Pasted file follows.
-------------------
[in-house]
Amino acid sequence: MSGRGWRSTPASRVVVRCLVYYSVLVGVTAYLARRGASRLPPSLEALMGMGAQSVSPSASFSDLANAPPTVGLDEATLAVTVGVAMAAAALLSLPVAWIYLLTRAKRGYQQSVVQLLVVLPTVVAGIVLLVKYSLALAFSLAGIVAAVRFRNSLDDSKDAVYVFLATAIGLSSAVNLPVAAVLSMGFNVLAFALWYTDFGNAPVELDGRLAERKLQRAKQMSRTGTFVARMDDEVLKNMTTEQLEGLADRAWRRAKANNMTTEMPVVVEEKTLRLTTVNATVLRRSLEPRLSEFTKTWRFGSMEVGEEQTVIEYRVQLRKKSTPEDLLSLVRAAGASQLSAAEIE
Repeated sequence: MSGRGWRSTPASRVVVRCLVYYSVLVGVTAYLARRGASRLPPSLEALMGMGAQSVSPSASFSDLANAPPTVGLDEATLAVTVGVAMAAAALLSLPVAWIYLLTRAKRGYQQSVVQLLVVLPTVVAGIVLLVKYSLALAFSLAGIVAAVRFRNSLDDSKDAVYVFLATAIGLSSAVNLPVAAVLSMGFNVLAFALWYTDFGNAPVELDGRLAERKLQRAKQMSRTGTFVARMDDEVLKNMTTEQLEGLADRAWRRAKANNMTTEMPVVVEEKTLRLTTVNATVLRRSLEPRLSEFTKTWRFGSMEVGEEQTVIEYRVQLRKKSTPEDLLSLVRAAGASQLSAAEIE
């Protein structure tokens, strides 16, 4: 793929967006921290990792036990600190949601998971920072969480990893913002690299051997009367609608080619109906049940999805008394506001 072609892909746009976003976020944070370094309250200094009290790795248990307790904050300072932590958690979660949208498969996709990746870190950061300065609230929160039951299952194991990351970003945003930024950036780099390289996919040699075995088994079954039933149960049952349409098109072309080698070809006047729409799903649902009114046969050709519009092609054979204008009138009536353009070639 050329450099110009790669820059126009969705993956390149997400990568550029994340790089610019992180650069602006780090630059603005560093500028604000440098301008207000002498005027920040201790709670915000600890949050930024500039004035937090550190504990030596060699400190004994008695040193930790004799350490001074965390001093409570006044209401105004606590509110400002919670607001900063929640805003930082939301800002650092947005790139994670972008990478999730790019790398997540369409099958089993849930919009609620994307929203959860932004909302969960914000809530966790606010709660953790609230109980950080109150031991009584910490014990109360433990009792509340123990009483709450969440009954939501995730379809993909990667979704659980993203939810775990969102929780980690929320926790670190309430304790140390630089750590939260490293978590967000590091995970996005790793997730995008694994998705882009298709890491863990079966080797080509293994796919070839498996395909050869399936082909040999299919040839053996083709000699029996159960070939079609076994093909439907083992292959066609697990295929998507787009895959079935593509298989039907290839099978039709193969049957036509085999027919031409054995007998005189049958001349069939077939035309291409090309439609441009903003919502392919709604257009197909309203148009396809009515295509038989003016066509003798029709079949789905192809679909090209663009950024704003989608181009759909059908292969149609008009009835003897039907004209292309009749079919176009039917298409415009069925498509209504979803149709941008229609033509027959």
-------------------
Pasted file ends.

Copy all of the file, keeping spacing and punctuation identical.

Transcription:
[in-house]
Amino acid sequence: MSGRGWRSTPASRVVVRCLVYYSVLVGVTAYLARRGASRLPPSLEALMGMGAQSVSPSASFSDLANAPPTVGLDEATLAVTVGVAMAAAALLSLPVAWIYLLTRAKRGYQQSVVQLLVVLPTVVAGIVLLVKYSLALAFSLAGIVAAVRFRNSLDDSKDAVYVFLATAIGLSSAVNLPVAAVLSMGFNVLAFALWYTDFGNAPVELDGRLAERKLQRAKQMSRTGTFVARMDDEVLKNMTTEQLEGLADRAWRRAKANNMTTEMPVVVEEKTLRLTTVNATVLRRSLEPRLSEFTKTWRFGSMEVGEEQTVIEYRVQLRKKSTPEDLLSLVRAAGASQLSAAEIE
Repeated sequence: MSGRGWRSTPASRVVVRCLVYYSVLVGVTAYLARRGASRLPPSLEALMGMGAQSVSPSASFSDLANAPPTVGLDEATLAVTVGVAMAAAALLSLPVAWIYLLTRAKRGYQQSVVQLLVVLPTVVAGIVLLVKYSLALAFSLAGIVAAVRFRNSLDDSKDAVYVFLATAIGLSSAVNLPVAAVLSMGFNVLAFALWYTDFGNAPVELDGRLAERKLQRAKQMSRTGTFVARMDDEVLKNMTTEQLEGLADRAWRRAKANNMTTEMPVVVEEKTLRLTTVNATVLRRSLEPRLSEFTKTWRFGSMEVGEEQTVIEYRVQLRKKSTPEDLLSLVRAAGASQLSAAEIE
């Protein structure tokens, strides 16, 4: 793929967006921290990792036990600190949601998971920072969480990893913002690299051997009367609608080619109906049940999805008394506001 072609892909746009976003976020944070370094309250200094009290790795248990307790904050300072932590958690979660949208498969996709990746870190950061300065609230929160039951299952194991990351970003945003930024950036780099390289996919040699075995088994079954039933149960049952349409098109072309080698070809006047729409799903649902009114046969050709519009092609054979204008009138009536353009070639 050329450099110009790669820059126009969705993956390149997400990568550029994340790089610019992180650069602006780090630059603005560093500028604000440098301008207000002498005027920040201790709670915000600890949050930024500039004035937090550190504990030596060699400190004994008695040193930790004799350490001074965390001093409570006044209401105004606590509110400002919670607001900063929640805003930082939301800002650092947005790139994670972008990478999730790019790398997540369409099958089993849930919009609620994307929203959860932004909302969960914000809530966790606010709660953790609230109980950080109150031991009584910490014990109360433990009792509340123990009483709450969440009954939501995730379809993909990667979704659980993203939810775990969102929780980690929320926790670190309430304790140390630089750590939260490293978590967000590091995970996005790793997730995008694994998705882009298709890491863990079966080797080509293994796919070839498996395909050869399936082909040999299919040839053996083709000699029996159960070939079609076994093909439907083992292959066609697990295929998507787009895959079935593509298989039907290839099978039709193969049957036509085999027919031409054995007998005189049958001349069939077939035309291409090309439609441009903003919502392919709604257009197909309203148009396809009515295509038989003016066509003798029709079949789905192809679909090209663009950024704003989608181009759909059908292969149609008009009835003897039907004209292309009749079919176009039917298409415009069925498509209504979803149709941008229609033509027959």